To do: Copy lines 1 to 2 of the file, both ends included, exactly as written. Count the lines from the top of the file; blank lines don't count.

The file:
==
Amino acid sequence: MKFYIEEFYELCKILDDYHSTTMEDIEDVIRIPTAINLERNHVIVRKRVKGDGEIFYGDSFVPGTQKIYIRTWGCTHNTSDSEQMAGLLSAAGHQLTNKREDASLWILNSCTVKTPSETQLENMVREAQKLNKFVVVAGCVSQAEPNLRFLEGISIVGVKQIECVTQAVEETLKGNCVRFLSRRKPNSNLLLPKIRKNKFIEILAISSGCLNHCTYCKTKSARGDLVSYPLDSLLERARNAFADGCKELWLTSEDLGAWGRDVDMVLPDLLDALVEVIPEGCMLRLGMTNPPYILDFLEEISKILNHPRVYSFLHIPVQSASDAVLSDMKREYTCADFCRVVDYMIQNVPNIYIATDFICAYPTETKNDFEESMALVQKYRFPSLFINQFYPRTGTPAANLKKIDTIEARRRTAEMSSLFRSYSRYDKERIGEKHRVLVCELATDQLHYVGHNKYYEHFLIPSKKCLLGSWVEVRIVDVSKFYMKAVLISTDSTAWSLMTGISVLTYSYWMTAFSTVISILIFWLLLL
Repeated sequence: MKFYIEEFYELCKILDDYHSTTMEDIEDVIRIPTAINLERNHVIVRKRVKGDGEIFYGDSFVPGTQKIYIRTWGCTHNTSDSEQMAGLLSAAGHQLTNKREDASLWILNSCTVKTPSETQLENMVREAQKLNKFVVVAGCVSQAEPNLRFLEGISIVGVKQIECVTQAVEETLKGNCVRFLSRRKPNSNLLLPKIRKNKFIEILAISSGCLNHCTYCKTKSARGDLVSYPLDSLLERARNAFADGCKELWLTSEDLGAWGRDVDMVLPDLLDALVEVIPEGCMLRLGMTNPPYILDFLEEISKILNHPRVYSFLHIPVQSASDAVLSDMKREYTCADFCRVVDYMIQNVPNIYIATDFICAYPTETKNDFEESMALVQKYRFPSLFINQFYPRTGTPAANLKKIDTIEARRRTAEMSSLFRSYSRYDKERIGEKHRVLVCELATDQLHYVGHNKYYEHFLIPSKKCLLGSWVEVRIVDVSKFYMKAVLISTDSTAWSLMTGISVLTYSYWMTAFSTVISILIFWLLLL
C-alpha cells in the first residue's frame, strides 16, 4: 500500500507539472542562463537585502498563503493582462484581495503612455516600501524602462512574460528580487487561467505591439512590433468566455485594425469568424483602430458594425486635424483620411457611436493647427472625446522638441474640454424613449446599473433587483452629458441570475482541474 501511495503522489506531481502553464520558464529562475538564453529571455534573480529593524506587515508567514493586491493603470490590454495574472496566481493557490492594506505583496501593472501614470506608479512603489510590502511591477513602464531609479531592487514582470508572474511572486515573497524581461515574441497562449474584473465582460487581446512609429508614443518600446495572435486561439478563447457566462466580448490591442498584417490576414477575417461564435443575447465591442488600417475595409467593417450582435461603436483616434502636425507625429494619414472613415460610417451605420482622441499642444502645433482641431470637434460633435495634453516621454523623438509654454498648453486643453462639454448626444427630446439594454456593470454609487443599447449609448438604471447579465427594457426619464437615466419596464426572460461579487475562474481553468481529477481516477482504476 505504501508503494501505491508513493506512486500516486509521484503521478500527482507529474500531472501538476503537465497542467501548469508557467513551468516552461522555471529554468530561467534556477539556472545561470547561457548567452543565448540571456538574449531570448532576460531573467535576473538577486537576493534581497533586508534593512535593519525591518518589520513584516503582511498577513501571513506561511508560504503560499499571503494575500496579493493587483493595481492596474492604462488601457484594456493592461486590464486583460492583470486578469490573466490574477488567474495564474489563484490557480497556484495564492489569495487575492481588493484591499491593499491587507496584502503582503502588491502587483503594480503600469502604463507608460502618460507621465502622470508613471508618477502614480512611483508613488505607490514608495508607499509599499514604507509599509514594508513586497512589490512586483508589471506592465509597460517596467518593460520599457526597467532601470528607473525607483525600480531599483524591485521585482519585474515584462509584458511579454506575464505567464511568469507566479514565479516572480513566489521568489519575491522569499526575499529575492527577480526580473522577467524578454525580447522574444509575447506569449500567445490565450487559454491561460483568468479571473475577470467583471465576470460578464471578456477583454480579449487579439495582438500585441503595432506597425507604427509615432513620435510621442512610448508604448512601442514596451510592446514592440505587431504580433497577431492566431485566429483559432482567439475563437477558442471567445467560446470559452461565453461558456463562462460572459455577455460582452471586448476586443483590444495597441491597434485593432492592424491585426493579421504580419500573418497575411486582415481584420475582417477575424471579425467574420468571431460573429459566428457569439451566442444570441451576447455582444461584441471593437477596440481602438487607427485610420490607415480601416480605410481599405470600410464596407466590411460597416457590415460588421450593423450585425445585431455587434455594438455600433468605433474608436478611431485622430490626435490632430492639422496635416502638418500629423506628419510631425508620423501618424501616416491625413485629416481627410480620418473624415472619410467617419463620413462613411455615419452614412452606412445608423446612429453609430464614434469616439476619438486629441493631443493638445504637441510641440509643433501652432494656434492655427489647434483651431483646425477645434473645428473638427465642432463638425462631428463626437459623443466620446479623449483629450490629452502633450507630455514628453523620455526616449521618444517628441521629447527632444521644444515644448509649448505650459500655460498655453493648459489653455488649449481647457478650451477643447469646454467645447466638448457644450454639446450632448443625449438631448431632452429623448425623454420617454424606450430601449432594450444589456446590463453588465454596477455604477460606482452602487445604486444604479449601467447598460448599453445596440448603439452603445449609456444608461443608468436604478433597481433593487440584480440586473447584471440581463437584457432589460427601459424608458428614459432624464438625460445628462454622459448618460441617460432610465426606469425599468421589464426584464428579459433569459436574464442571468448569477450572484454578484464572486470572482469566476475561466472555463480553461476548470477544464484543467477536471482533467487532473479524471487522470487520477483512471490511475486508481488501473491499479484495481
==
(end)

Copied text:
Amino acid sequence: MKFYIEEFYELCKILDDYHSTTMEDIEDVIRIPTAINLERNHVIVRKRVKGDGEIFYGDSFVPGTQKIYIRTWGCTHNTSDSEQMAGLLSAAGHQLTNKREDASLWILNSCTVKTPSETQLENMVREAQKLNKFVVVAGCVSQAEPNLRFLEGISIVGVKQIECVTQAVEETLKGNCVRFLSRRKPNSNLLLPKIRKNKFIEILAISSGCLNHCTYCKTKSARGDLVSYPLDSLLERARNAFADGCKELWLTSEDLGAWGRDVDMVLPDLLDALVEVIPEGCMLRLGMTNPPYILDFLEEISKILNHPRVYSFLHIPVQSASDAVLSDMKREYTCADFCRVVDYMIQNVPNIYIATDFICAYPTETKNDFEESMALVQKYRFPSLFINQFYPRTGTPAANLKKIDTIEARRRTAEMSSLFRSYSRYDKERIGEKHRVLVCELATDQLHYVGHNKYYEHFLIPSKKCLLGSWVEVRIVDVSKFYMKAVLISTDSTAWSLMTGISVLTYSYWMTAFSTVISILIFWLLLL
Repeated sequence: MKFYIEEFYELCKILDDYHSTTMEDIEDVIRIPTAINLERNHVIVRKRVKGDGEIFYGDSFVPGTQKIYIRTWGCTHNTSDSEQMAGLLSAAGHQLTNKREDASLWILNSCTVKTPSETQLENMVREAQKLNKFVVVAGCVSQAEPNLRFLEGISIVGVKQIECVTQAVEETLKGNCVRFLSRRKPNSNLLLPKIRKNKFIEILAISSGCLNHCTYCKTKSARGDLVSYPLDSLLERARNAFADGCKELWLTSEDLGAWGRDVDMVLPDLLDALVEVIPEGCMLRLGMTNPPYILDFLEEISKILNHPRVYSFLHIPVQSASDAVLSDMKREYTCADFCRVVDYMIQNVPNIYIATDFICAYPTETKNDFEESMALVQKYRFPSLFINQFYPRTGTPAANLKKIDTIEARRRTAEMSSLFRSYSRYDKERIGEKHRVLVCELATDQLHYVGHNKYYEHFLIPSKKCLLGSWVEVRIVDVSKFYMKAVLISTDSTAWSLMTGISVLTYSYWMTAFSTVISILIFWLLLL